I can't recall which it was, but one of the recent articles about the end of gamer culture made a comparison to homosexual subculture and its normalization. The author laments that, though on the one hand it is good that society has become more tolerant of gays, he misses the old days of underground solidarity. The relative lack of fear gays today have living openly and being able to marry in dozens of states, is to most a welcome trade for the sanitization of their subculture.

Which image do homosexuals want mainstream society to associate with gays?


or this?

Gays today are fighting to be seen as normal, boring, run-of-the-mill people who just want to get married and pay their taxes like everybody else. They don't want to be associated with the bathhouse culture of the 70's and 80's. That subculture certainly still exists (there are even phone apps for it) however it has been sanitized out of the mainstream definition of gay culture.

Mainstream co-option often requires rebuking the original smaller culture.

7. Schism

The old guard of the original subculture wash their hands of the mainstream version and go back underground. They focus on retaining and recruiting those who understand the spirit of the original subculture. The mainstream variant of their subculture continues developing separately.

How does one distinguish between adherents of the authentic subculture and the sanitized version? Easy. Authentic members are indifferent to the mores of mainstream society, at least in the context of their subculture. For example, an authentic member of a subculture may or may not agree with mainstream society's view on race, however he does not consider agreement a requirement for participation in the subculture. Society's view on race is only relevant if it is intrinsically connected to the subculture itself, such as in the case of Stormfront.

The adherent of the sanitized subculture by contrast does see fidelity to mainstream society's views as necessary. This is because unlike the original creators of the subculture, this individual never had any intention of renouncing or even disagreeing with mainstream society. Instead they see injecting mainstream society's dictates into the subculture as a necessary condition of their joining it.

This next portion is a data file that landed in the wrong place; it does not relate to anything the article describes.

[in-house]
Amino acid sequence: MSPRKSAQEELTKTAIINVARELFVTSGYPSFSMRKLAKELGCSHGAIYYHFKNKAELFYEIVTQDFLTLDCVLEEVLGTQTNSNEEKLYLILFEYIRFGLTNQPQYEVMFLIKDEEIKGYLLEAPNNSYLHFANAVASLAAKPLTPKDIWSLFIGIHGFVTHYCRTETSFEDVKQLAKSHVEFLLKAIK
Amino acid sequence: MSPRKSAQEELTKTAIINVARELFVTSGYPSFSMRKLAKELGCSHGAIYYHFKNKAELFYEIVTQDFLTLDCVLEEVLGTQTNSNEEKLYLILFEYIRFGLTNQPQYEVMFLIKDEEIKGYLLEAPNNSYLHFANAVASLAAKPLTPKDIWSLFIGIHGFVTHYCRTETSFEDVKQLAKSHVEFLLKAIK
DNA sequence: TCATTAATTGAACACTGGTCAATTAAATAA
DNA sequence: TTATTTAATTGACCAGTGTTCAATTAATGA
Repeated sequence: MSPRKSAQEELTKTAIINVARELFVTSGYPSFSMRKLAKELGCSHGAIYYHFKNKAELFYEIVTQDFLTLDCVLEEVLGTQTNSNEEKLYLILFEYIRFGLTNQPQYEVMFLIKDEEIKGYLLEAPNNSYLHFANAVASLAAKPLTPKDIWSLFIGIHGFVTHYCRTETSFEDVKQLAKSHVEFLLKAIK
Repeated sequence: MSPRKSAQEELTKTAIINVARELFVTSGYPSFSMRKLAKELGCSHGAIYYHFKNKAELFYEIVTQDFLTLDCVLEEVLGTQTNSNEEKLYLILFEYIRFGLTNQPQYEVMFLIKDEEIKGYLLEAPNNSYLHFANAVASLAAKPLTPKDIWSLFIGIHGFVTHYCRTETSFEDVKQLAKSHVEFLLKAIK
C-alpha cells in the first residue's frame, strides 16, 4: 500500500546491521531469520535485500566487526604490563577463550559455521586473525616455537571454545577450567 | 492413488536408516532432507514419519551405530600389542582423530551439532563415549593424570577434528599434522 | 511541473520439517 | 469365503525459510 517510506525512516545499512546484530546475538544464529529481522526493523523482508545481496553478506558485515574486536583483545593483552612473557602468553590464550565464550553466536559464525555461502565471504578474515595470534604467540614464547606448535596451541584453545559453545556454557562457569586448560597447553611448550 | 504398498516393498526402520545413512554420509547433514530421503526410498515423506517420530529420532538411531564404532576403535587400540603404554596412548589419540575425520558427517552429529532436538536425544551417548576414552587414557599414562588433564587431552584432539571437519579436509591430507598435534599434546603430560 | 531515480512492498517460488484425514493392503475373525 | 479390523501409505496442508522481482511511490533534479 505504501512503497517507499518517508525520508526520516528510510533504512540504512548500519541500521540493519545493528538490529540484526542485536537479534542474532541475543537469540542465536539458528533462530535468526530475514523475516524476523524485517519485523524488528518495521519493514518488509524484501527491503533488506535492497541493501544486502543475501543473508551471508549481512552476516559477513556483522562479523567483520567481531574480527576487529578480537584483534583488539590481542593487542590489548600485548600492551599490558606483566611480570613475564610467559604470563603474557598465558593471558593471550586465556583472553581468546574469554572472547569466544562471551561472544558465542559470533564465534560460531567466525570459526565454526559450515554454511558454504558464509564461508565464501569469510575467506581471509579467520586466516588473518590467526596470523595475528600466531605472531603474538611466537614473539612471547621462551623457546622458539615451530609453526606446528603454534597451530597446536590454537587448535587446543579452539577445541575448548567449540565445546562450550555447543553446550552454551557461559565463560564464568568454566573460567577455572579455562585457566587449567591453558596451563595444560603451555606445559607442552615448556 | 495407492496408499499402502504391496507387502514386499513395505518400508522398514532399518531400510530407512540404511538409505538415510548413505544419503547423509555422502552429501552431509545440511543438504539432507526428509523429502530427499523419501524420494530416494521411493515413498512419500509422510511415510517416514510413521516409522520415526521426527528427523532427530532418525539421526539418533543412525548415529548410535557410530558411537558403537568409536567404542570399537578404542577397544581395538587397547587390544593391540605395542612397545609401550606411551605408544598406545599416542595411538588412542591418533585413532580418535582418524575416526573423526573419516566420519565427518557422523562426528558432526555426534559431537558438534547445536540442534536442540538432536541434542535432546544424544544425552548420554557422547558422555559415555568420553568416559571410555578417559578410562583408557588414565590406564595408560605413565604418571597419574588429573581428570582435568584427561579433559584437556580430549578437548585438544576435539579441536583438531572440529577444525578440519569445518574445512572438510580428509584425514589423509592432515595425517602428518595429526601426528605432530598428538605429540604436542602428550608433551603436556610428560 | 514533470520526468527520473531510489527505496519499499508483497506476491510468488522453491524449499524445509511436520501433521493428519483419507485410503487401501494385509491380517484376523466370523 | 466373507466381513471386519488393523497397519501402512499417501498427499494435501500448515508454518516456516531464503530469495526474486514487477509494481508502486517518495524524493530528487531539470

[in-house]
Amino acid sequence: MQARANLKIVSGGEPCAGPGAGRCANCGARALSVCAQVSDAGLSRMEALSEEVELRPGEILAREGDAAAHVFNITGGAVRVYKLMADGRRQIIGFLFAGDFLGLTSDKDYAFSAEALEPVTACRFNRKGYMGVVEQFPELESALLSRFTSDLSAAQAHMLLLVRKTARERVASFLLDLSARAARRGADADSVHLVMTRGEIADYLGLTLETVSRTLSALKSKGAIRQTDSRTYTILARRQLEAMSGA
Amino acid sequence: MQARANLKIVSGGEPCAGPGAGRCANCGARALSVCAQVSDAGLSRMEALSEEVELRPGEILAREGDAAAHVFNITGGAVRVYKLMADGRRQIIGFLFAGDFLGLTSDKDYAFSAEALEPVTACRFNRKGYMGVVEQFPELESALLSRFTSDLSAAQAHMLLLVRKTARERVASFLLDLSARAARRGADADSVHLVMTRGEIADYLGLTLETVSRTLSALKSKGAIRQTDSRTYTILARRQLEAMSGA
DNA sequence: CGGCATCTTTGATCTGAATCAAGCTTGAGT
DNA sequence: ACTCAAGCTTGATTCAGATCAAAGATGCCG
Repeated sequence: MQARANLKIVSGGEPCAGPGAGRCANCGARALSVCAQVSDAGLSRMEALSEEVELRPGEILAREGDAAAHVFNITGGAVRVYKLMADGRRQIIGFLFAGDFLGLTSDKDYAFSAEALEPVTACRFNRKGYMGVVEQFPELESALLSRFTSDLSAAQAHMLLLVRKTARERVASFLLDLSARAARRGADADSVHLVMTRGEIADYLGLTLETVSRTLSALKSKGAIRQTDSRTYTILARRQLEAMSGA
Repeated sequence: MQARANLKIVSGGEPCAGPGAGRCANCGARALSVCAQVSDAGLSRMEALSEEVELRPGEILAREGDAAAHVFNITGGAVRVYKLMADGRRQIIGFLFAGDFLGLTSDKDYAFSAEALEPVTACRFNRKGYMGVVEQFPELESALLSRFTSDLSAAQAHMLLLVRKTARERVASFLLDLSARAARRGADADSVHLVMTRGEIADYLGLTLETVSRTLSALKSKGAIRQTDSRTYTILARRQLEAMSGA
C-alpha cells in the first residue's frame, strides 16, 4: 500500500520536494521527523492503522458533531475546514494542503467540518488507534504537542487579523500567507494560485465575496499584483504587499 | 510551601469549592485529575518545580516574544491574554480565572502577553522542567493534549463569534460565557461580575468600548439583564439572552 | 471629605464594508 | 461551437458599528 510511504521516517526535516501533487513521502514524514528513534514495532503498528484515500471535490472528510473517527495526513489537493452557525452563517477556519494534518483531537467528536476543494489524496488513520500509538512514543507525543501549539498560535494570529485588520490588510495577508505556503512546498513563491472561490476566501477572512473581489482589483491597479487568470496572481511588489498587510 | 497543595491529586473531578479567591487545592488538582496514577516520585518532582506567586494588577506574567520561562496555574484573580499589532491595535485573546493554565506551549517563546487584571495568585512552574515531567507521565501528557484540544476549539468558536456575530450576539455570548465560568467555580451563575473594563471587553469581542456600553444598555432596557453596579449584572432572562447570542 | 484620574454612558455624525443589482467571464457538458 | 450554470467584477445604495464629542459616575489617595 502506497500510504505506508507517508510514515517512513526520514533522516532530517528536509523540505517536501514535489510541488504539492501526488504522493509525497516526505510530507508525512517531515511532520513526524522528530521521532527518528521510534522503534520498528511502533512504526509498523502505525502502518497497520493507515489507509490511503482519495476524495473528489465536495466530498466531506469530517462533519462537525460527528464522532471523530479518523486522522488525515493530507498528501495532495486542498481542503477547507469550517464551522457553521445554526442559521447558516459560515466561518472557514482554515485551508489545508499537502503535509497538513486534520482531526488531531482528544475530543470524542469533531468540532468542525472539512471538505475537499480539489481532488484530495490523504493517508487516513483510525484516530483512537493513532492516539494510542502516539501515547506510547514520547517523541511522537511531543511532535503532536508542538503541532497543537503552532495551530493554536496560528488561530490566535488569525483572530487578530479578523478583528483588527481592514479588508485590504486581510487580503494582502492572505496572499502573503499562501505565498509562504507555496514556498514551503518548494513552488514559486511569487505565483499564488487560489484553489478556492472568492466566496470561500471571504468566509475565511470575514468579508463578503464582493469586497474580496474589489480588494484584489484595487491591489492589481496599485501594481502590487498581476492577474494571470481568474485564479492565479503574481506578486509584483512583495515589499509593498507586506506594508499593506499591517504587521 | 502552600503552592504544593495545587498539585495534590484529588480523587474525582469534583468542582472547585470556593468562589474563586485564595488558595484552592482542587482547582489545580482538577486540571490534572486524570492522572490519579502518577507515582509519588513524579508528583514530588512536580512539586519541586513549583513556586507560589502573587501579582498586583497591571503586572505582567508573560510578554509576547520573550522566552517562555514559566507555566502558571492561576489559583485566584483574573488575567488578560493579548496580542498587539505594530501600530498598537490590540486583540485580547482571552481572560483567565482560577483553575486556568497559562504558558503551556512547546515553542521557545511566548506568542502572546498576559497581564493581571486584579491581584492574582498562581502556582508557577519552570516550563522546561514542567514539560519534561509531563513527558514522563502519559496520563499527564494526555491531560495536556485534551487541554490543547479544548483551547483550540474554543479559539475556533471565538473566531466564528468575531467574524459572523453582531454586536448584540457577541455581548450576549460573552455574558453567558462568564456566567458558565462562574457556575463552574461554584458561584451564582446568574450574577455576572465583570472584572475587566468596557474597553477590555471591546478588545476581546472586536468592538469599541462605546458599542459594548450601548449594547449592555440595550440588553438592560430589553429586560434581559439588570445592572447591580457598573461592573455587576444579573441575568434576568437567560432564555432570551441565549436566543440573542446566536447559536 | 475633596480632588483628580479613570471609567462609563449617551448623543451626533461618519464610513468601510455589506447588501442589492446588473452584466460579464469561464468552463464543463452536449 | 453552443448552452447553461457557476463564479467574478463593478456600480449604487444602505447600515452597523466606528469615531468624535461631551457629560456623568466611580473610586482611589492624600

One of the main reasons people enjoy participating in subcultures is that it gives them an outlet for escaping the demands and rules of mainstream society. They give people a chance to unwind, loosen their ties, and not worry about offending polite society's speech codes and HR policies. In the case of subcultures intent upon reforming society, such as ultraconservative Christians, this escape is essential.

The mainstream sanitized version of a subculture does not allow this. It does not want to let people escape accepted taboos and beliefs - rather it wishes to reinforce them. This is what makes the Schism stage necessary. Remember that many subcultures are not just hobbies - they are also a way for people who disagree with society's values to come together and work toward reform. This was the case for the abolitionists, suffragettes, and civil rights advocates . When society tries to assimilate that subculture to weed out subversives, a separation becomes necessary. The true members of the subculture will find each other and stick together while those content with the mainstream version will remain with it.

Example of the Seven Stages in Gaming Culture:

Genesis: Early arcade and tabletop gamers in the 70's. No particular identity; just random people having fun.

Coalescence: Local D&D groups and computer gamers in the 70's and 80's. This was before the spread of the internet and so was mainly confined to big cities. Society overall is either unaware of these groups or reflexively hostile (recall the religious fears about D&D back in the day).

Subculture: Console and computer gamers throughout the 80's and 90's. A lot of unique gaming lingo came about during this period and competitive gaming began to spread. The wider society is still not very accepting of adult gamers.

Identity: N64 and PS1 as systems with "mature" games like Goldeneye and Final Fantasy VII. Now it's not so weird to be a teen or 20-something who plays games.

Commercialization: "Bro" advertising in the 2000's when every college dorm room had a PS2 for watching DVDs. More and more people see that there is a lot of money to be made through the gaming 'identity'.

Mainstream Adoption: The Nintendo Wii, Big Bang Theory, and the Gamer Girl trends of the late 00's. Commercialization has created a version of the subculture that society can accept and co-opt.

Schism:  Society goes back to repudiating the original subculture and moves to redefine it to match the commercialized version. GamerGate is an example of this. Authentic members of the original subculture retreat to smaller more focused communities online and IRL.